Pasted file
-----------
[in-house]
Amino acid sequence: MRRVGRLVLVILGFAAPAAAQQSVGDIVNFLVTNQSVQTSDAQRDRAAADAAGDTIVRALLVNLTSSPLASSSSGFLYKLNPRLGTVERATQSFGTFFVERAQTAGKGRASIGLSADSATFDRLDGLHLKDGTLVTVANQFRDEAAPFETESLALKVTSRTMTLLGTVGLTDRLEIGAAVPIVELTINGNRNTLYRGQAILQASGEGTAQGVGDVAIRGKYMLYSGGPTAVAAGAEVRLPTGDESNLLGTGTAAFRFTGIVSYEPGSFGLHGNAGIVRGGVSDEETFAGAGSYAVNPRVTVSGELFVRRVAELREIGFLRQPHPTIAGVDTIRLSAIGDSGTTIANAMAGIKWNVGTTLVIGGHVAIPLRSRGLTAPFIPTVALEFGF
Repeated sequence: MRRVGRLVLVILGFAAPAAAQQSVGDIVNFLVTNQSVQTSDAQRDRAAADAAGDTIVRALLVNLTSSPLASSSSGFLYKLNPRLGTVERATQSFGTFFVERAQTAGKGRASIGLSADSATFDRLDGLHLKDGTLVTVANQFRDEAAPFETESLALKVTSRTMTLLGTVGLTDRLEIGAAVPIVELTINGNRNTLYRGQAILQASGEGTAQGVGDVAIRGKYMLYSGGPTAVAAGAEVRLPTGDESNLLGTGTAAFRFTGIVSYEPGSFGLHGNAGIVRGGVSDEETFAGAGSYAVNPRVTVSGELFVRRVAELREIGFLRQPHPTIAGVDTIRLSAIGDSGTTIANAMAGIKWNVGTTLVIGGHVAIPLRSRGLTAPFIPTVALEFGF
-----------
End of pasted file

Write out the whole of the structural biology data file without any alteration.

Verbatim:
[in-house]
Amino acid sequence: MRRVGRLVLVILGFAAPAAAQQSVGDIVNFLVTNQSVQTSDAQRDRAAADAAGDTIVRALLVNLTSSPLASSSSGFLYKLNPRLGTVERATQSFGTFFVERAQTAGKGRASIGLSADSATFDRLDGLHLKDGTLVTVANQFRDEAAPFETESLALKVTSRTMTLLGTVGLTDRLEIGAAVPIVELTINGNRNTLYRGQAILQASGEGTAQGVGDVAIRGKYMLYSGGPTAVAAGAEVRLPTGDESNLLGTGTAAFRFTGIVSYEPGSFGLHGNAGIVRGGVSDEETFAGAGSYAVNPRVTVSGELFVRRVAELREIGFLRQPHPTIAGVDTIRLSAIGDSGTTIANAMAGIKWNVGTTLVIGGHVAIPLRSRGLTAPFIPTVALEFGF
Repeated sequence: MRRVGRLVLVILGFAAPAAAQQSVGDIVNFLVTNQSVQTSDAQRDRAAADAAGDTIVRALLVNLTSSPLASSSSGFLYKLNPRLGTVERATQSFGTFFVERAQTAGKGRASIGLSADSATFDRLDGLHLKDGTLVTVANQFRDEAAPFETESLALKVTSRTMTLLGTVGLTDRLEIGAAVPIVELTINGNRNTLYRGQAILQASGEGTAQGVGDVAIRGKYMLYSGGPTAVAAGAEVRLPTGDESNLLGTGTAAFRFTGIVSYEPGSFGLHGNAGIVRGGVSDEETFAGAGSYAVNPRVTVSGELFVRRVAELREIGFLRQPHPTIAGVDTIRLSAIGDSGTTIANAMAGIKWNVGTTLVIGGHVAIPLRSRGLTAPFIPTVALEFGF